Updated: Mar 12
By Mark Powell
A Blueprint for Female Recovery Success
Something new arrived on the recovery scene on April 21, 2016. That was the day Hope Street began operating. Its mission includes the goal of giving families a blueprint for hope from addiction. But it gives much more than that.
It gives a female voice to the recovery process.
“We wanted to advocate for female recovery housing,” says Executive Director Erin Goldner. “We wanted to help motivate people. People need hope. People are dying and people are suffering. And Hope Street offers hope.”
In 2016, Goldner says there were “a lot of policy disconnects.” People were in denial. It was as if no one wanted to take responsibility. “I came across a lot of pregnant women who were addicted. They were going through a lot and often felt judgment within the community and healthcare system. They told me, ‘We needed a better solution, we need a safe place to go.’”
Hope Street provides women warm, safe, welcoming and non-judgmental environments while they undergo treatment. Its focus is on trauma informed care. Early intervention is an important part of the organization. That includes linking people to support services, providing short-term housing, and offering leadership programs. The group is actively involved in building communities, providing advocacy and peer support, and creating a sanctuary for women.
“The woman’s story is a little different from a guy’s story,” Goldner explains. “Women may not feel safe because of things like domestic violence or losing their parental rights. So, they’re often silenced. That makes them feel like their voice doesn’t matter, like they’re pushed in a corner with options.”
Goldner understands those feelings all too well. She’s in long-term recovery herself and says she had given up at one point and thought she would wind up on the street, in jail, or dead. But she got in treatment and turned her life around. Now, she uses her experience to help other women.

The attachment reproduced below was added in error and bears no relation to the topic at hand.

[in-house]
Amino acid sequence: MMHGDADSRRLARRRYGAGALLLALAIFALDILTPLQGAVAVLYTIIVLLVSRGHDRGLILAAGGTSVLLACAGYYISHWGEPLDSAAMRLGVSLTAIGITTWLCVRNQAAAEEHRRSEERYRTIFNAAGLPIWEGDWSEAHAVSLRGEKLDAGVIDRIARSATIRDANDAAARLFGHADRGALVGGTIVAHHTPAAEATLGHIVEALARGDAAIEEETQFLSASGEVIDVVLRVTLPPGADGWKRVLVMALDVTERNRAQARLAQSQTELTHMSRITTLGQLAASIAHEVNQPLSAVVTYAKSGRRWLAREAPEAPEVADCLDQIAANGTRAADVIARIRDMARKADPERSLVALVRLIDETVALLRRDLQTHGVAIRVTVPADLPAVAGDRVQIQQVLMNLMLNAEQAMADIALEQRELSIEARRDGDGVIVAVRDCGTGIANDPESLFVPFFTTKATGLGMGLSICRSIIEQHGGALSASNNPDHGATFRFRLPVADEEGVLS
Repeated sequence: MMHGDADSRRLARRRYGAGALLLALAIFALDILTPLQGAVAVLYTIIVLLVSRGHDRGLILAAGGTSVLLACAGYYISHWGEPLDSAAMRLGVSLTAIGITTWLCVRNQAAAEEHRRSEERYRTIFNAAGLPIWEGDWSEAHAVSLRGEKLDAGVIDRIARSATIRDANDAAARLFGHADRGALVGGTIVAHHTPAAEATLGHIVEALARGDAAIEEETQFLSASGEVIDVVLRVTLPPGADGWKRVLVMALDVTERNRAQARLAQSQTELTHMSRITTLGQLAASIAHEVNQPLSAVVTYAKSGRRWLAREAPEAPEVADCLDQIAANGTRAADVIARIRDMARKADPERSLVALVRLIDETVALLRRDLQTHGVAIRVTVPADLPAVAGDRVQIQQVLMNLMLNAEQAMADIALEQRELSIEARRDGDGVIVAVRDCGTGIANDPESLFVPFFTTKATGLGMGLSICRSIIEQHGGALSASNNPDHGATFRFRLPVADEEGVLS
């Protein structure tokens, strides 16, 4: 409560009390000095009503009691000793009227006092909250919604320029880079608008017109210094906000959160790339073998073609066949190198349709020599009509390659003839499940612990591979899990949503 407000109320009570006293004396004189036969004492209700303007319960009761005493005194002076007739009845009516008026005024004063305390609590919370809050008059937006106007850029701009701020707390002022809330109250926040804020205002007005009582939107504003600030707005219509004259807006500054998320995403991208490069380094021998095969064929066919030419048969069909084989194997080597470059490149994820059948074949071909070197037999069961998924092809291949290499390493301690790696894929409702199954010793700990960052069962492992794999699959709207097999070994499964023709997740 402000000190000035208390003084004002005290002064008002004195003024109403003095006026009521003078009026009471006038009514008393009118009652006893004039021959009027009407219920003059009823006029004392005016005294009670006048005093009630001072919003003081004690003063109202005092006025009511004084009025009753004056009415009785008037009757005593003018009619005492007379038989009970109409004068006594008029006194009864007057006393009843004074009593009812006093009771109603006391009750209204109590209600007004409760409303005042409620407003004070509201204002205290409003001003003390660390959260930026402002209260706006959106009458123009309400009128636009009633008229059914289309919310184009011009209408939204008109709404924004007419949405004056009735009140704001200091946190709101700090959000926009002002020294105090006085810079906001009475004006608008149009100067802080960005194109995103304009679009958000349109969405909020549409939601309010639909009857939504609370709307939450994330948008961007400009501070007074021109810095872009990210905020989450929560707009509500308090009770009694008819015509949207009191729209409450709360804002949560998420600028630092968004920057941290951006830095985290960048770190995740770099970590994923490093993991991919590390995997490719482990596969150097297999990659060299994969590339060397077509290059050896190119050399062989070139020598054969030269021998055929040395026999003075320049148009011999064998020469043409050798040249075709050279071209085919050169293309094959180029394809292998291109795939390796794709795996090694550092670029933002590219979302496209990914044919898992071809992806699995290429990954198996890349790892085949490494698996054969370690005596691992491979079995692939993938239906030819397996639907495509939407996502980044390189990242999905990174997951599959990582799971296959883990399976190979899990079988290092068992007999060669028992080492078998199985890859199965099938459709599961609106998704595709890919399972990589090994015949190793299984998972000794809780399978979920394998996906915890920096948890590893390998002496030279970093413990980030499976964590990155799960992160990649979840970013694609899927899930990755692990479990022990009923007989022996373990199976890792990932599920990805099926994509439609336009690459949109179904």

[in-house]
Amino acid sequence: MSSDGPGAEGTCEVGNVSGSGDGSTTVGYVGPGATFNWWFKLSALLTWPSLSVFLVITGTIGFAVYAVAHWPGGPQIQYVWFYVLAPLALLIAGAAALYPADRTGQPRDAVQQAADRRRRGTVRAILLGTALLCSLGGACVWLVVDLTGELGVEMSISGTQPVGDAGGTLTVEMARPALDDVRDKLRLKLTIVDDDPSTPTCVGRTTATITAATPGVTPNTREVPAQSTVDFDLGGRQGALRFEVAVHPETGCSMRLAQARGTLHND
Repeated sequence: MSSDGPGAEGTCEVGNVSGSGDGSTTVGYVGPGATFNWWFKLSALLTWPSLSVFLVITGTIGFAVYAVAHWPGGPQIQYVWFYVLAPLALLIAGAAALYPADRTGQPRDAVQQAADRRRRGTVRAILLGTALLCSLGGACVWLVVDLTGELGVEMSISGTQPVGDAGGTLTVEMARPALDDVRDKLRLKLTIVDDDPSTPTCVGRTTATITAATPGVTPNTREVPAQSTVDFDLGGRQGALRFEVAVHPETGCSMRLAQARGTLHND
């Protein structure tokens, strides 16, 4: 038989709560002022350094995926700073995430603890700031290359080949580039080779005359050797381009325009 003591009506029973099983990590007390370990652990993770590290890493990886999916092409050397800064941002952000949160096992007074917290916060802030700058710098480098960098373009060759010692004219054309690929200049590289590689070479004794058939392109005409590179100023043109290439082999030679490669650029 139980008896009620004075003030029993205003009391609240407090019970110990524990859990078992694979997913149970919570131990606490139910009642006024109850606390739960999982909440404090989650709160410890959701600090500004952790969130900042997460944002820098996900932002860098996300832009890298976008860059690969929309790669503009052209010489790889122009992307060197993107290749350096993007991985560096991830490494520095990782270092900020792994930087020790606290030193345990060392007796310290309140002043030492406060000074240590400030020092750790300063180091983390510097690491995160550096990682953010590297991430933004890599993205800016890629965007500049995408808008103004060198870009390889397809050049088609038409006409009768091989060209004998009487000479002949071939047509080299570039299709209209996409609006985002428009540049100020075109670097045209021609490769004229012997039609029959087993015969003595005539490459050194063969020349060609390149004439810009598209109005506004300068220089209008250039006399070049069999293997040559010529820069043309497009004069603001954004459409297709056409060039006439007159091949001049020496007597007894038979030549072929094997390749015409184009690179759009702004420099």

She says it’s hard to count the number of women Hope Street has reached; she talks to and helps at least one new person every week. Take the story of GG, for instance: “I met her a few times. Her mother had come to me because she knew of my work. GG was pregnant (she now has three kids). She was someone who was going to die and so was her husband. In fact, we weren’t sure if she was going to make it. She’s now in recovery and cleared of HCV.”
“Another girl gave birth in my car because she felt safe there,” Goldner adds. “She was young and had a lot of issues. Now she has full custody of her kids, she’s been in recovery for two years, and is the manager of a restaurant.”
Goldner doesn’t call the people Hope Street reaches clients; she refers to them simply as friends. And that 12 personal, friendly approach is producing amazing results. “You help them discover more about themselves. That makes people feel happy and empowered. The color returns to their face and they start to smile. There’s a simple reason for it. It’s because we help people dream again.”
Hope Street was a featured award winner in the 2019 Innovation Now project of the Addiction Policy Forum.
J. Mark Powell is an author, former network journalist, and veteran communications expert.